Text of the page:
Cancer knows no holidays. Even, somewhat ironically, Memorial Day. So here we are doing the T thing, round 2 of twelve.
One of the good things about SCCA is that it is near REI. So we went there first and got some stuff we needed. Everyone else was there, too.
Then lunch at a funky place called The Lunchbox Experiment. Essentially a burger joint with a bar, spiked milkshakes and experimental menu items that change every week. This week’s theme was Arrested Development.
Loretta liked it so much she got it all over her sweater. She’s so delicate.
Now she’s getting the drugs.
We are hopeful that the T will be easier. Everyone says it should be and the last round seemed to bear that out.
Yesterday* Loretta started the “T” phase of her chemotherapy program. This one is Taxol (“T” in the AC T program**). The really interesting thing is that taxol was first sourced from the bark of the Pacific yew (Taxus brevifolia) which was first collected from trees in the Gifford Pinochot National Forest when Loretta was a little more than 1 year old. She might have hiked past those very trees around Mt. Rainier and Mt Adams while training people to climb Mt Rainier.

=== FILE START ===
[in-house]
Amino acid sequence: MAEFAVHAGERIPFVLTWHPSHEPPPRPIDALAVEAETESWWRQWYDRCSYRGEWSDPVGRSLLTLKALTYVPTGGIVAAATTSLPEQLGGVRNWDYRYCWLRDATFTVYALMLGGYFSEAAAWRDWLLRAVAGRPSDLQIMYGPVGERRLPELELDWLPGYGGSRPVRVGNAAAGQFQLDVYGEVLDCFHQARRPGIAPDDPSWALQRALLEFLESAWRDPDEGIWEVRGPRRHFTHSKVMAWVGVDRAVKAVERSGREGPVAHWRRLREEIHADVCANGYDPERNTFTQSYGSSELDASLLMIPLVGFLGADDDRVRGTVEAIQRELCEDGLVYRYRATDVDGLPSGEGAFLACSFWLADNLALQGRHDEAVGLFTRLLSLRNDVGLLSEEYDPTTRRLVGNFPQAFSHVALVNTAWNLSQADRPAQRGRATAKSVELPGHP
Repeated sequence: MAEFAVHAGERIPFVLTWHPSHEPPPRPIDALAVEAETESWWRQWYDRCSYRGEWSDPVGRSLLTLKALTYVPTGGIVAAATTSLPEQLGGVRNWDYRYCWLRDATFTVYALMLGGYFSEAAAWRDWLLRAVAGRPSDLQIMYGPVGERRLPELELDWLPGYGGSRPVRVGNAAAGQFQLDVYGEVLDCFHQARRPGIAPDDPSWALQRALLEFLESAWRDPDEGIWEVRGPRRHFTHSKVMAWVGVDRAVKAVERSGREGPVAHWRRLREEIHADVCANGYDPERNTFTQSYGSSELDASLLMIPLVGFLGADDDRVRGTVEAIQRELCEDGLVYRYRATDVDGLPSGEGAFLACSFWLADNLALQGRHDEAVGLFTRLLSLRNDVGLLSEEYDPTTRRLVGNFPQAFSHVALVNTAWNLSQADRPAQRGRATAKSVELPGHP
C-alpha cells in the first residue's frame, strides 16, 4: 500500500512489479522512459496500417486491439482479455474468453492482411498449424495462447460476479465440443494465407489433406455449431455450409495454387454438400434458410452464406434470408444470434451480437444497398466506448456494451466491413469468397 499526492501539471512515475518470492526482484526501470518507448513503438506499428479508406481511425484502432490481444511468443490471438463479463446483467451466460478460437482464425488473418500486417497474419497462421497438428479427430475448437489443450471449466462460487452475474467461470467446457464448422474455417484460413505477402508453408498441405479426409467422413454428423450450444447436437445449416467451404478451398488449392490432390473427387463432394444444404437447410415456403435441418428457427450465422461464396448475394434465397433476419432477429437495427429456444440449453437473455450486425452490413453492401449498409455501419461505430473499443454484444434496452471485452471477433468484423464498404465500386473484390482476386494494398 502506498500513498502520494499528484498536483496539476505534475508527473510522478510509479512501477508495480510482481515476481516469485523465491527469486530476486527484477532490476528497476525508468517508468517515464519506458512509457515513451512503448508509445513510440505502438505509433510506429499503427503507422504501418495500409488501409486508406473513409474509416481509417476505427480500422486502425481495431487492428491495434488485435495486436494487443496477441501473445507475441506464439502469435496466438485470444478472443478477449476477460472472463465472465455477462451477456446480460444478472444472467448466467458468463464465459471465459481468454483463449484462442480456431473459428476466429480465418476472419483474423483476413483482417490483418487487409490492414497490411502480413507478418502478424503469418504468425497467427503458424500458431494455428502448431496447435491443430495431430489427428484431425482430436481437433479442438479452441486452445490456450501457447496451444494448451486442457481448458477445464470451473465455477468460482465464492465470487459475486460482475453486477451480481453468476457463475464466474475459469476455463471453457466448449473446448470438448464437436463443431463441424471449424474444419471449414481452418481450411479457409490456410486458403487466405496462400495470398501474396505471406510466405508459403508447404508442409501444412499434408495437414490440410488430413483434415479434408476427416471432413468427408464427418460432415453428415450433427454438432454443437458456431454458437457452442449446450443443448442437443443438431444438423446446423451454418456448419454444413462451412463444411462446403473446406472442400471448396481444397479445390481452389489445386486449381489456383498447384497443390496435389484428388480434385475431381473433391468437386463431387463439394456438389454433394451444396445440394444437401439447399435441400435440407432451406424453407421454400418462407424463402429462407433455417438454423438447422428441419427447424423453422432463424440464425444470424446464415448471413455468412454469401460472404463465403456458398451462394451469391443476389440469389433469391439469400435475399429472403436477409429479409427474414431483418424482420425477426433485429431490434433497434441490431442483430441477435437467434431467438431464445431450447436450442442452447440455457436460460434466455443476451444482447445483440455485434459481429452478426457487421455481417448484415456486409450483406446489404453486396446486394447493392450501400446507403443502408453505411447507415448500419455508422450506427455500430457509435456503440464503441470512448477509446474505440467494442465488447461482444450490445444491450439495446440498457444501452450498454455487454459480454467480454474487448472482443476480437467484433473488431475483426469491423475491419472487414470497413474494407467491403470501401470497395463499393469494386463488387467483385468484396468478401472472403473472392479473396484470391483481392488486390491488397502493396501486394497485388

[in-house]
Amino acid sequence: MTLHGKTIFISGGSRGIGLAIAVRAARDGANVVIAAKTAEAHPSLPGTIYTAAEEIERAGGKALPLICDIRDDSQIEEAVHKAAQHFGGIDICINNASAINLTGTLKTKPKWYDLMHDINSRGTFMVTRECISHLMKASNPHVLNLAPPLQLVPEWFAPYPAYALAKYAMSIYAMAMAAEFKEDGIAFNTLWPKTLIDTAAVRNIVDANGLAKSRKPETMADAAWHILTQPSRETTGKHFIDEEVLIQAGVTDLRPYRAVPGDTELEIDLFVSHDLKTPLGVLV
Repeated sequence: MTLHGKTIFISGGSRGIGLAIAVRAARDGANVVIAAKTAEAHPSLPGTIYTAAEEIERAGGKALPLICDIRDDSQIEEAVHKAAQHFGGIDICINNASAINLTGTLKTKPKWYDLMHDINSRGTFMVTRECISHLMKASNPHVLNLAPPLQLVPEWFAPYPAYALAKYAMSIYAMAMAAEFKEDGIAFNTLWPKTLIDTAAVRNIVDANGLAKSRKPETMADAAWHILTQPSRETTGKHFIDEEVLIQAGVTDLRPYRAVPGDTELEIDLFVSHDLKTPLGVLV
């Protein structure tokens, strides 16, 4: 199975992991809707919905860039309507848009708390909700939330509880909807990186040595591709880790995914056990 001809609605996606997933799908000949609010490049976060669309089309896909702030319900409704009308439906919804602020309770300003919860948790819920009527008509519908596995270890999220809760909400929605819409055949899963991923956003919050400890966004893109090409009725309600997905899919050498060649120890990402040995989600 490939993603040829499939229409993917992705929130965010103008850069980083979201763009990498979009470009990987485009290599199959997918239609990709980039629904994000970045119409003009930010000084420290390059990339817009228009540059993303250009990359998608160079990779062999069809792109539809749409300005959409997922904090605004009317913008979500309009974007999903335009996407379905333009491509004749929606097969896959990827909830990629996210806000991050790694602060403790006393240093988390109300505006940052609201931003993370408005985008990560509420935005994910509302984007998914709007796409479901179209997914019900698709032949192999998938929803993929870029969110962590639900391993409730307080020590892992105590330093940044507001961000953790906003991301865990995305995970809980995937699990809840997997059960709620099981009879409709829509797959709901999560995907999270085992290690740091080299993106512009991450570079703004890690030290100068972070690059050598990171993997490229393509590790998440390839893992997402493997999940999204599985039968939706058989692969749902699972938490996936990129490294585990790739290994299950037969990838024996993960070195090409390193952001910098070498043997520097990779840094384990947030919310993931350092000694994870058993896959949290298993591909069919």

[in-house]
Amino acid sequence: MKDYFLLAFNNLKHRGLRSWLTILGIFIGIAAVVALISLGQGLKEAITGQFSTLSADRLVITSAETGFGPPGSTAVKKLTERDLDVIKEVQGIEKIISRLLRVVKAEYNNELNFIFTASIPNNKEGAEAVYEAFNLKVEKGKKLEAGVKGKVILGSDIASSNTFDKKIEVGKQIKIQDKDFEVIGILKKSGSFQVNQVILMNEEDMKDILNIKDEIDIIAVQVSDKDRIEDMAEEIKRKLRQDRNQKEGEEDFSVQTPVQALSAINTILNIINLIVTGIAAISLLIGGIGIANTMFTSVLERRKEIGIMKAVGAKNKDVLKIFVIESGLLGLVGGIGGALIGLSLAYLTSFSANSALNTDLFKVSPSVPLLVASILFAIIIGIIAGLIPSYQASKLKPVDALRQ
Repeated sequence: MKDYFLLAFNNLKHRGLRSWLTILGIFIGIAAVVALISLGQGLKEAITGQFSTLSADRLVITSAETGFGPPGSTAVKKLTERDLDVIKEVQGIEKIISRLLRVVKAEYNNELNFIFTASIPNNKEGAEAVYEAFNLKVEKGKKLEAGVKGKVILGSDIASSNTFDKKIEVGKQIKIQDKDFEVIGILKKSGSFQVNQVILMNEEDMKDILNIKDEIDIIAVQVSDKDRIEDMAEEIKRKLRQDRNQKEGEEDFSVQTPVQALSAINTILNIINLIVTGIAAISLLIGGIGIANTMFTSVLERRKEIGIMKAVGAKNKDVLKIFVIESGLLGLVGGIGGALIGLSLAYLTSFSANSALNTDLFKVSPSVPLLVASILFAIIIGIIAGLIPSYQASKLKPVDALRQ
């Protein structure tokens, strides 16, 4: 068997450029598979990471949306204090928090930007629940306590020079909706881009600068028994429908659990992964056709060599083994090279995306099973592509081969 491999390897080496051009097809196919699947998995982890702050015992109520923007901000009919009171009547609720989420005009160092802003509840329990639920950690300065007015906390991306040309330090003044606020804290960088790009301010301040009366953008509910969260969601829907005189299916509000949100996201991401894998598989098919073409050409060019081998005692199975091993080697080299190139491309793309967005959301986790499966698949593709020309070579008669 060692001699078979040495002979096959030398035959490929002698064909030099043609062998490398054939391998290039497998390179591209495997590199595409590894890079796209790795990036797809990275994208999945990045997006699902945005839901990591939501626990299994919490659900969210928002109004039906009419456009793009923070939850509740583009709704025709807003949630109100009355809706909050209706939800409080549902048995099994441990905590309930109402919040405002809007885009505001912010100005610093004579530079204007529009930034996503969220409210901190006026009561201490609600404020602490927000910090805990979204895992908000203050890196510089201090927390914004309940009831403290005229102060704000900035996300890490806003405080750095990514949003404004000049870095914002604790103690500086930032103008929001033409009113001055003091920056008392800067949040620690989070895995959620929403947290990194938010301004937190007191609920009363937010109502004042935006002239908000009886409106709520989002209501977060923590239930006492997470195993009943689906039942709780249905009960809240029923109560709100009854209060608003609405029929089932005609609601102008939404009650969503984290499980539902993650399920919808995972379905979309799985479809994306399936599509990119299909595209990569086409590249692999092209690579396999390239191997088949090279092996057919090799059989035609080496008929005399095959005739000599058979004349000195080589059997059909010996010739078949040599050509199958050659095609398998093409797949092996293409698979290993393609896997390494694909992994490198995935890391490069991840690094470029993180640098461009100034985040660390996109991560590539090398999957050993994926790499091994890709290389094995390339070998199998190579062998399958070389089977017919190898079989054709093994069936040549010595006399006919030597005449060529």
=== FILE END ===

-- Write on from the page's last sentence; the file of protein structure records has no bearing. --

Anyway, she gets to go to SCCA once a week for the next 11 weeks. This is only the first day after her infusion so it is a little early to say for sure, but it looks like this one will be easier on her than the AC was. Her oncologist thought that she had the maximum dose of AC that she could have tolerated without having dire (“catastrophic” was his word) affects. The good news is that if the drugs work (and they do) then they did their job very well in Loretta. Hopefully she will not have as difficult a time and will have a chance to heal a little. The effects of taxol are cumulative, though, so it is likely to get harder as the treatment progresses.
So why “Two for T”? The best part about this infusion was that Fiona got to go and support her mom. That was good for both of them. They look so peaceful, the two of them, with their phones and shoes on in bed:
*Sorry that this post is so late. It was another long day and I just couldn’t do a post justice once we got home.
**It is really called paclitaxel but that just doesn’t sound as good as taxol. And ACT is easier to say than ACP. Try it.
Loretta and Team Loretta are at the Arms Around Bainbridge Spinathon where they helped to raise more than $16k! They were hoping to raise $10k. You can learn more about AAB here. Team Loretta has awesome T-shirts featuring this blog’s logo art. We’re so proud. And proud of being part of this very worthwhile event.
Here are some of the team members:
And Loretta on one of the new bikes for the first time: